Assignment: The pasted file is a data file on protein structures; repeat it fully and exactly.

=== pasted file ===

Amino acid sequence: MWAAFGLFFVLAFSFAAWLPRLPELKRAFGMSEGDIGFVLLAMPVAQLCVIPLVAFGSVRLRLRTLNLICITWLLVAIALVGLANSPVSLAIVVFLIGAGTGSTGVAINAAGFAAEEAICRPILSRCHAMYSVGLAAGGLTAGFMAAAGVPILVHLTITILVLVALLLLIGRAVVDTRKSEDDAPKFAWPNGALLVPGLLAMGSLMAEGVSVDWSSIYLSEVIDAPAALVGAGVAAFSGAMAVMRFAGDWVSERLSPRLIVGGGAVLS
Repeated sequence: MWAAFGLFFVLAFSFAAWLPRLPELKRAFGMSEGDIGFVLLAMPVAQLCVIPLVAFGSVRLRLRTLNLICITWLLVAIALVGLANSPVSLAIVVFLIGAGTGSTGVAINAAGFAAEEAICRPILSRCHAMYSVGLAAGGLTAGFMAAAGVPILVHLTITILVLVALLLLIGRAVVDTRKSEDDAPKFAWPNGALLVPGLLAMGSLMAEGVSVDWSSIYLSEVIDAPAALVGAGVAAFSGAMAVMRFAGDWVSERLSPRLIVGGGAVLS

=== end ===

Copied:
Amino acid sequence: MWAAFGLFFVLAFSFAAWLPRLPELKRAFGMSEGDIGFVLLAMPVAQLCVIPLVAFGSVRLRLRTLNLICITWLLVAIALVGLANSPVSLAIVVFLIGAGTGSTGVAINAAGFAAEEAICRPILSRCHAMYSVGLAAGGLTAGFMAAAGVPILVHLTITILVLVALLLLIGRAVVDTRKSEDDAPKFAWPNGALLVPGLLAMGSLMAEGVSVDWSSIYLSEVIDAPAALVGAGVAAFSGAMAVMRFAGDWVSERLSPRLIVGGGAVLS
Repeated sequence: MWAAFGLFFVLAFSFAAWLPRLPELKRAFGMSEGDIGFVLLAMPVAQLCVIPLVAFGSVRLRLRTLNLICITWLLVAIALVGLANSPVSLAIVVFLIGAGTGSTGVAINAAGFAAEEAICRPILSRCHAMYSVGLAAGGLTAGFMAAAGVPILVHLTITILVLVALLLLIGRAVVDTRKSEDDAPKFAWPNGALLVPGLLAMGSLMAEGVSVDWSSIYLSEVIDAPAALVGAGVAAFSGAMAVMRFAGDWVSERLSPRLIVGGGAVLS